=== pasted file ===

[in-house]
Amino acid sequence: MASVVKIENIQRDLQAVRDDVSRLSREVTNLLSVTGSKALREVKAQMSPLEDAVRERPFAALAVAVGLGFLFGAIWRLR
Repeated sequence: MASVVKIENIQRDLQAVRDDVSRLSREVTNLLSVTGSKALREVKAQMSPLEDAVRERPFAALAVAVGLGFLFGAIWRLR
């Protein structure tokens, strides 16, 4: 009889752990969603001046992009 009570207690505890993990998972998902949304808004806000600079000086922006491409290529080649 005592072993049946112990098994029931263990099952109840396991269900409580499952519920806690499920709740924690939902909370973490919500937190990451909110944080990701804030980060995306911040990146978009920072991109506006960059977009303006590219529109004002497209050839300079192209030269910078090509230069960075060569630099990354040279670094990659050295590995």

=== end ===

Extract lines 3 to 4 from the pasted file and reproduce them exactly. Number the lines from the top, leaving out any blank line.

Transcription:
Repeated sequence: MASVVKIENIQRDLQAVRDDVSRLSREVTNLLSVTGSKALREVKAQMSPLEDAVRERPFAALAVAVGLGFLFGAIWRLR
């Protein structure tokens, strides 16, 4: 009889752990969603001046992009 009570207690505890993990998972998902949304808004806000600079000086922006491409290529080649 005592072993049946112990098994029931263990099952109840396991269900409580499952519920806690499920709740924690939902909370973490919500937190990451909110944080990701804030980060995306911040990146978009920072991109506006960059977009303006590219529109004002497209050839300079192209030269910078090509230069960075060569630099990354040279670094990659050295590995």